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From the Streets to the Beach: Making Nordeste Better, One Wave at a Time

By marisalgado94

Through my research project, I have had a really great opportunity to spend time with some very dedicated, inspiring people in the community of Nordeste, a barrio that is made up of three different neighborhoods and that is plagued by violence, drug trafficking, and a lack of support from the government.  In looking into how community programs help to keep kids out of the negative influences, I have interviewed coaches of a community body boarding/ surf team and they have been so incredible to learn from.

All of these guys were born in the community and many of them still live there; they are very familiar with the lives of the kids they coach because they have lived that struggle themselves.  They know what its like to have parents that are alcoholics or involved in drug trafficking.  They have seen friends get sucked into gangs and have lost people close to them to the violence that surrounds the community.  Despite their struggles, they all found a way to rise above their circumstances and have now turned around and invested back into this community.  For many of them, the beach and body boarding was what kept them off the streets and they have gone and done the same by creating a community body boarding team that is free, open to all kids as long as you are enrolled in school, and gives them a space to have good roles models, be in a safe environment, and grow into responsible, caring citizens that give back to others.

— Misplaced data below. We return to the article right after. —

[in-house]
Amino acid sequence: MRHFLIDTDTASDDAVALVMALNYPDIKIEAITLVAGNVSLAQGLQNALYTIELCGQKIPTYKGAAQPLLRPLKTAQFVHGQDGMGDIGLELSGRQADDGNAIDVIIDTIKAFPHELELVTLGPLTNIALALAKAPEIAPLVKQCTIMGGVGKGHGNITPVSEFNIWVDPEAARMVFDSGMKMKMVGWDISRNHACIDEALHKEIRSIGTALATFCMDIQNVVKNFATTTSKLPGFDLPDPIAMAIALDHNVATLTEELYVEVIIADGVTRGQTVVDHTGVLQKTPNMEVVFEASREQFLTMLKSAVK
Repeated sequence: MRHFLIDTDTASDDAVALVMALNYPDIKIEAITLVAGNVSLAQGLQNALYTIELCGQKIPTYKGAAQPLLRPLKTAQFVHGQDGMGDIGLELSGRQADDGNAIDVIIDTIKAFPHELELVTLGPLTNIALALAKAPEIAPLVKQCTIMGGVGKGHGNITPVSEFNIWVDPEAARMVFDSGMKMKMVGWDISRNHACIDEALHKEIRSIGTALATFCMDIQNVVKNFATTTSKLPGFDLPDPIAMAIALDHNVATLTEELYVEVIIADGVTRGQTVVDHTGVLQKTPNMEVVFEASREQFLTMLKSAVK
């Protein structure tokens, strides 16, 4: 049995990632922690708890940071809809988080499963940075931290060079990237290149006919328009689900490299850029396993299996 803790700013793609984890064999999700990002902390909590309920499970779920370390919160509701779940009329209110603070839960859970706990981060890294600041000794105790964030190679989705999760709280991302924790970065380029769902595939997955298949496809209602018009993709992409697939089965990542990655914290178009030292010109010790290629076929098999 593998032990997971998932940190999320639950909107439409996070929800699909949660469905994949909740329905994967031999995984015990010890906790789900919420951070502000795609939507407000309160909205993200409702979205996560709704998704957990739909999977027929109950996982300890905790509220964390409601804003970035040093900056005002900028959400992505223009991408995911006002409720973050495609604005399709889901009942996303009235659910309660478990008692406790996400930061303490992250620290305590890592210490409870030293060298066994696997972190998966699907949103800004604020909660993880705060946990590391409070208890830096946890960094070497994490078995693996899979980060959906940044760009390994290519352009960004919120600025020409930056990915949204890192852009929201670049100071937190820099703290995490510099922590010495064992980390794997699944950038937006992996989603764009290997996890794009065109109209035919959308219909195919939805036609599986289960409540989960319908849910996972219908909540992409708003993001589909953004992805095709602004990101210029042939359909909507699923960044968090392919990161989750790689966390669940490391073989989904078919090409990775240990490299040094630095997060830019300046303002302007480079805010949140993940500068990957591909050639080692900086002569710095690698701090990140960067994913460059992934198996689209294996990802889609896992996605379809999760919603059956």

I wish I could write up all of their stories and share them with you, but for now I'll stick with one.

One coach's interview struck me the most.  One of the first questions that I typically asked them was, "What is the biggest problem that is facing your community today?" There being no right answer, many coaches said drugs, lack of education, mistrust of police, but his answer was just one word- Prejudice.  The look in his eyes when he answered spoke more than any words ever could.  His answer has begun to shape the way that I look at all the interviews and stories that I have collected throughout my second week of research.  Those other problems- drugs, violence, lack of education- they are all just symptoms of a greater underlying issue.

I am slowly coming to the conclusion that the underlying issue is prejudice.  Nordeste is an almost entirely Afro Brazilian population and race is a very sensitive issue in Brazil.  Yes, there are gangs, drug traffickers, and a lot of bad things and people in this community.  But, there are also good, kind, intelligent people who just need someone to look at them and say, "You are worth investing in because you are just as much of a person as I am".  Sadly, this community is looked down upon; outsiders see everyone that lives here as being the same... thieves, vagabonds, hopeless.  I have learned how important community programs like Amaralina Kids Body Boarding Team are.  They are taking charge of the community's future and deciding that it is up to them to change the perception that people have.  They are working tirelessly to show these kids that they are worth someone time, that they can be good people who change the way outsiders look at the community.

Instead of being upset, dejected, and angry about the lack of government assistance and the racism and prejudice towards their community, the coaches and kids of the team are doing their best to make a change.  To some, it may seem like something small, but for them, its everything.  This is their team, their family, their home.  It has been amazing getting to know these kids, learning from the coaches, and seeing how they are making waves for Nordeste.